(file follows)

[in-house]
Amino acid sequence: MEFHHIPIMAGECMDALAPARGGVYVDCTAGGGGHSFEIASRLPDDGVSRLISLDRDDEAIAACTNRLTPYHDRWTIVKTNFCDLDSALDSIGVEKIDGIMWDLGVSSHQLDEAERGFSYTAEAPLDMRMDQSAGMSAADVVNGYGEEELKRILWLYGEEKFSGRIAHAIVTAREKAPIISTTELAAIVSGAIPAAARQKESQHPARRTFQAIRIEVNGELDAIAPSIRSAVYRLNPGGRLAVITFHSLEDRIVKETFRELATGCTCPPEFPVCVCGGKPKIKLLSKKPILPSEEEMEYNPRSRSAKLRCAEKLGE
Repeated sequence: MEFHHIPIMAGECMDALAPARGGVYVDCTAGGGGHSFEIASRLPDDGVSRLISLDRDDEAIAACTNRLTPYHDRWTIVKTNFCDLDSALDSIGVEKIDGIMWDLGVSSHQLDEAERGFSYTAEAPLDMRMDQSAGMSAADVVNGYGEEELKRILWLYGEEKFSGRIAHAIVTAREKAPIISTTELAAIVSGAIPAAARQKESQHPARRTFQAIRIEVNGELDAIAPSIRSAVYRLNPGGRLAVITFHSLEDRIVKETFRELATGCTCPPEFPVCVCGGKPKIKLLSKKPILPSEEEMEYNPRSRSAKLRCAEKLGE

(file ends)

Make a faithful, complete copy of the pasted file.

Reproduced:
[in-house]
Amino acid sequence: MEFHHIPIMAGECMDALAPARGGVYVDCTAGGGGHSFEIASRLPDDGVSRLISLDRDDEAIAACTNRLTPYHDRWTIVKTNFCDLDSALDSIGVEKIDGIMWDLGVSSHQLDEAERGFSYTAEAPLDMRMDQSAGMSAADVVNGYGEEELKRILWLYGEEKFSGRIAHAIVTAREKAPIISTTELAAIVSGAIPAAARQKESQHPARRTFQAIRIEVNGELDAIAPSIRSAVYRLNPGGRLAVITFHSLEDRIVKETFRELATGCTCPPEFPVCVCGGKPKIKLLSKKPILPSEEEMEYNPRSRSAKLRCAEKLGE
Repeated sequence: MEFHHIPIMAGECMDALAPARGGVYVDCTAGGGGHSFEIASRLPDDGVSRLISLDRDDEAIAACTNRLTPYHDRWTIVKTNFCDLDSALDSIGVEKIDGIMWDLGVSSHQLDEAERGFSYTAEAPLDMRMDQSAGMSAADVVNGYGEEELKRILWLYGEEKFSGRIAHAIVTAREKAPIISTTELAAIVSGAIPAAARQKESQHPARRTFQAIRIEVNGELDAIAPSIRSAVYRLNPGGRLAVITFHSLEDRIVKETFRELATGCTCPPEFPVCVCGGKPKIKLLSKKPILPSEEEMEYNPRSRSAKLRCAEKLGE